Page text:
Activists rue lax market monitoring
Kathmandu, March 15
The government has been criticised for doing a shoddy job at market monitoring, which has been creating a ground for artificial shortage of daily essentials, traders charging exorbitant price, and sales of inferior goods and services in the market.
During the celebration of World Consumer Rights Day today, consumer rights activists have said that the disorder witnessed after the border blockade has been continuing still due to inefficiency of the monitoring body in bringing back order to the market.
"It is not that we don't have enough laws to regulate the market and control ill-practices … what we sorely lack is its implementation," said Jyoti Baniya, president of Nepal Consumers Welfare Protection Forum.
"In fact, consumers' right to quality goods and services has been ensured in the constitution," he added.
He further alleged political leaderships of curtailing the power of the Department of Supply Management and Consumer Protection (DoSMCP) to fulfil their vested interests due to their inclination towards various business houses.
He highlighted the need to amend the Consumer Protection Act, 1998 as per the spirit of the new constitution and stressed on the need for early enactment of Consumer Court Bill so that settlement of anti-consumer related cases could be expedited.
Similarly, Madhav Timalsina, president of Consumer Right Investigation Forum, said that encouraging competition is the only instrument in bringing order to the market.
"But now we can see syndicates and cartels in every sector, which have distorted the market and hurt consumers' rights to consume quality services and goods at competitive rate," he said, adding, "To implement the laws dealing with consumer rights properly, we need to eliminate syndicates and cartels."
Likewise, the market monitoring body has been urged to oversee the entire production and distribution process to ensure that quality goods and services reach the market.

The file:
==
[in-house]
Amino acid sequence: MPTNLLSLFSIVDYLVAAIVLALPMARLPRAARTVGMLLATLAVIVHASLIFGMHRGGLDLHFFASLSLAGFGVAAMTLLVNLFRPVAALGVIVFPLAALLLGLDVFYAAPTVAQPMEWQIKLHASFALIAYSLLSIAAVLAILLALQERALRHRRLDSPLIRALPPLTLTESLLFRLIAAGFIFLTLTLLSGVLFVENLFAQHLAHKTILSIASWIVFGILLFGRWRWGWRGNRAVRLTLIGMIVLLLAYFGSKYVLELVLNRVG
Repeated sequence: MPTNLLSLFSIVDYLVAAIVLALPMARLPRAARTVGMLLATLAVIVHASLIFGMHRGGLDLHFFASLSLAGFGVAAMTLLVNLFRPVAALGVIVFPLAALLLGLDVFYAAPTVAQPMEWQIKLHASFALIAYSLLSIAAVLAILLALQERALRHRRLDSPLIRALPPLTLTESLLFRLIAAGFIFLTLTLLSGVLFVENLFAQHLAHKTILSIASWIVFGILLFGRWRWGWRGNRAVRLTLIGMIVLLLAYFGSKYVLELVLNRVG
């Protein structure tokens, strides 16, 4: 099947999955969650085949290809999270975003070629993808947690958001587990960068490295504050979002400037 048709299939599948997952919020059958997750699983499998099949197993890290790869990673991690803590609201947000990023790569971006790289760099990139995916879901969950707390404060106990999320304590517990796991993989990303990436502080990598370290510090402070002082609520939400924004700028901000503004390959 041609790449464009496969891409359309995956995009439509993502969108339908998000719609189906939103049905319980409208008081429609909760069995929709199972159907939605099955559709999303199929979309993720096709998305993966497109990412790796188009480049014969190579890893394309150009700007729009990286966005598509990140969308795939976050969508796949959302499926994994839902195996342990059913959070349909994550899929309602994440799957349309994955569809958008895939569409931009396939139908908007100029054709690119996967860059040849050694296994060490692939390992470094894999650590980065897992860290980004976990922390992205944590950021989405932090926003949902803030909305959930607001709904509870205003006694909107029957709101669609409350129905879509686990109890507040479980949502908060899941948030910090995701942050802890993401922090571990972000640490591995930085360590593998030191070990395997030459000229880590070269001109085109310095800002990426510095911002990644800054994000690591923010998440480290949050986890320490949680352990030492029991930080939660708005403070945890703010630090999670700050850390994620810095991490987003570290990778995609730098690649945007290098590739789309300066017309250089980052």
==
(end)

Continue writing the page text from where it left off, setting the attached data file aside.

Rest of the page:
Prem Lal Maharjan, president of National Consumer Forum, highlighted the need for a well-equipped and effective market monitoring body.
"The government has split the ministry and departments to deliver better services to the public, but the monitoring body has not been able to function effectively due to lack of human and other required resources."
This year's Consumer Rights Day was observed with the slogan 'Antibiotics off the Menu'.
In this regard, consumer rights activists urged the government to conduct proper inspection of pesticide residue in vegetables, fruits and discourage use of antibiotics in animal feed to increase meat production.
The Department of Supply Management and Consumer Protection is the authorised market monitoring body of the government. At the central level, the department itself mobilises the market monitoring teams comprising officials from the District Administrative Office, security personnel, consumer rights activists and representatives from specialised agencies like Department of Food Technology and Quality Control, and Nepal Bureau of Standards and Metrology, among others, as per the need.
At district level, the chief district officer is authorised to conduct market monitoring from its own capacity.
Growth promoters banned
KATHMANDU: The Department of Livestock Production has informed that it has banned the import of growth promoters (antibiotics) that are used in animal feed. Considering the concerns related to public health, the department will allow only the import of certain molecules that do not affect people’s health while consuming meat and milk. Keshab Prasad Premy, director general of the department, said that growth promoters were imported rampantly in the country for use in animal feed in a bid to increase meat and milk production."Neighbouring India and many other countries have already banned the use of such antibiotics," Premy said. Due to concerns related to public health, the Consumers International has coined the slogan 'Antibiotics off the Menu' for World Consumer Rights Day 2016. The department has been preparing guidelines to manage the import of such growth promoters. The guideline, which is in offing, will ban import of antibiotics that have adverse effects on human health.
MoS forms two study panels
KATHMANDU: In the wake of the prolonged fuel crisis in the country, Minister for Supplies Ganesh Man Pun, on Tuesday, formed two separate committees to study ways to ensure effective supply and distribution of petroleum products and liquefied petroleum gas (LPG). Both the panels have been directed to submit their reports within a month. The committee related to effective supply and distribution of petroleum products is led by the planning division chief of the ministry and comprises the supply division chief of Nepal Oil Corporation, representatives from Nepal Petroleum Dealers National Association, representatives from Federation of the Nepal Petroleum Transport Entrepreneurs and President of National Consumer Forum Prem Lal Maharjan. The supply, market monitoring and regulation division chief of the ministry is the member secretary. Similarly, another panel for effective supply and distribution of LPG is led by joint secretary of the supply management division of the ministry and comprises a representative from among various consumer rights activist forums, LPG division chief of NOC, representatives from LP Gas Industry Association and representatives from Gas Dealers Federation Nepal. Public enterprise division chief of the ministry is member secretary in the committee.